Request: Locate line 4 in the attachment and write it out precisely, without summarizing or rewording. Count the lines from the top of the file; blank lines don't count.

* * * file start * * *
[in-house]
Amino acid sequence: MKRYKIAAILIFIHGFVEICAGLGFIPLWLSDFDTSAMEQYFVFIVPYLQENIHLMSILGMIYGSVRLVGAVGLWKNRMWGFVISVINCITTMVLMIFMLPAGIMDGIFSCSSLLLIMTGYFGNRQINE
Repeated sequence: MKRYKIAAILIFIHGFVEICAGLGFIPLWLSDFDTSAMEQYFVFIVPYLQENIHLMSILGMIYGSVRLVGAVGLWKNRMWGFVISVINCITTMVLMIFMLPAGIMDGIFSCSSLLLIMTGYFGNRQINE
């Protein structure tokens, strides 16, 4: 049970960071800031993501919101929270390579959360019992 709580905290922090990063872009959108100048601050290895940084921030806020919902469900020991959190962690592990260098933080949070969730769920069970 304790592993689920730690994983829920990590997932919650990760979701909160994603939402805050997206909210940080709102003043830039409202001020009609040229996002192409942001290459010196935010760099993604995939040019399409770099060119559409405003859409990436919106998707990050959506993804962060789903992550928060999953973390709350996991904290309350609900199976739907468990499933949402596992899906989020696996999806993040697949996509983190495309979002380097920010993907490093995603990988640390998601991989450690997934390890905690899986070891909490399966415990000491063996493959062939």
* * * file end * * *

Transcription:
């Protein structure tokens, strides 16, 4: 049970960071800031993501919101929270390579959360019992 709580905290922090990063872009959108100048601050290895940084921030806020919902469900020991959190962690592990260098933080949070969730769920069970 304790592993689920730690994983829920990590997932919650990760979701909160994603939402805050997206909210940080709102003043830039409202001020009609040229996002192409942001290459010196935010760099993604995939040019399409770099060119559409405003859409990436919106998707990050959506993804962060789903992550928060999953973390709350996991904290309350609900199976739907468990499933949402596992899906989020696996999806993040697949996509983190495309979002380097920010993907490093995603990988640390998601991989450690997934390890905690899986070891909490399966415990000491063996493959062939």